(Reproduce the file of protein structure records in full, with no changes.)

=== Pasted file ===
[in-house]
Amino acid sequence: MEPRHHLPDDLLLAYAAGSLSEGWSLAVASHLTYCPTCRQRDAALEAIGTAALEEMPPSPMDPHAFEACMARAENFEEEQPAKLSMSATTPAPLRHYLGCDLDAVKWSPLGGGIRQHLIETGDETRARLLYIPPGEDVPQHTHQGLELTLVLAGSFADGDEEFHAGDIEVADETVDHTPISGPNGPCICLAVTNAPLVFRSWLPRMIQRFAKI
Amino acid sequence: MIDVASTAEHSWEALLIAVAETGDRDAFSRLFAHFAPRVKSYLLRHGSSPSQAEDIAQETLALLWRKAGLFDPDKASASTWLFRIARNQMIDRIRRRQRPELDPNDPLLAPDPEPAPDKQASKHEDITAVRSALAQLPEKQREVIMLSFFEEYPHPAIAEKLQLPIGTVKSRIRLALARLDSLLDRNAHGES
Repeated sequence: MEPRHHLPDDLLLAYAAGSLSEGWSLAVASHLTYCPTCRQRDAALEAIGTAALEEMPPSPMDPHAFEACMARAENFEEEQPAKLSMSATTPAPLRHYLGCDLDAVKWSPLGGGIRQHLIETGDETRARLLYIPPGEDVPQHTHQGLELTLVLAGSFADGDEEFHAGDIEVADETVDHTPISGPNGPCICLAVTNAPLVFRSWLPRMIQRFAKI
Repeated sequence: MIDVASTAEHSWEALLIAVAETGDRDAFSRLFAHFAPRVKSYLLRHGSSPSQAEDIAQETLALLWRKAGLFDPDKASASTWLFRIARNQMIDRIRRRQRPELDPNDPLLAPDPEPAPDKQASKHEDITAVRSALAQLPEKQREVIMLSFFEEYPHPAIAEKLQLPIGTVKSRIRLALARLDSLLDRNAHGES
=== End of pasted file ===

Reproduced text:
[in-house]
Amino acid sequence: MEPRHHLPDDLLLAYAAGSLSEGWSLAVASHLTYCPTCRQRDAALEAIGTAALEEMPPSPMDPHAFEACMARAENFEEEQPAKLSMSATTPAPLRHYLGCDLDAVKWSPLGGGIRQHLIETGDETRARLLYIPPGEDVPQHTHQGLELTLVLAGSFADGDEEFHAGDIEVADETVDHTPISGPNGPCICLAVTNAPLVFRSWLPRMIQRFAKI
Amino acid sequence: MIDVASTAEHSWEALLIAVAETGDRDAFSRLFAHFAPRVKSYLLRHGSSPSQAEDIAQETLALLWRKAGLFDPDKASASTWLFRIARNQMIDRIRRRQRPELDPNDPLLAPDPEPAPDKQASKHEDITAVRSALAQLPEKQREVIMLSFFEEYPHPAIAEKLQLPIGTVKSRIRLALARLDSLLDRNAHGES
Repeated sequence: MEPRHHLPDDLLLAYAAGSLSEGWSLAVASHLTYCPTCRQRDAALEAIGTAALEEMPPSPMDPHAFEACMARAENFEEEQPAKLSMSATTPAPLRHYLGCDLDAVKWSPLGGGIRQHLIETGDETRARLLYIPPGEDVPQHTHQGLELTLVLAGSFADGDEEFHAGDIEVADETVDHTPISGPNGPCICLAVTNAPLVFRSWLPRMIQRFAKI
Repeated sequence: MIDVASTAEHSWEALLIAVAETGDRDAFSRLFAHFAPRVKSYLLRHGSSPSQAEDIAQETLALLWRKAGLFDPDKASASTWLFRIARNQMIDRIRRRQRPELDPNDPLLAPDPEPAPDKQASKHEDITAVRSALAQLPEKQREVIMLSFFEEYPHPAIAEKLQLPIGTVKSRIRLALARLDSLLDRNAHGES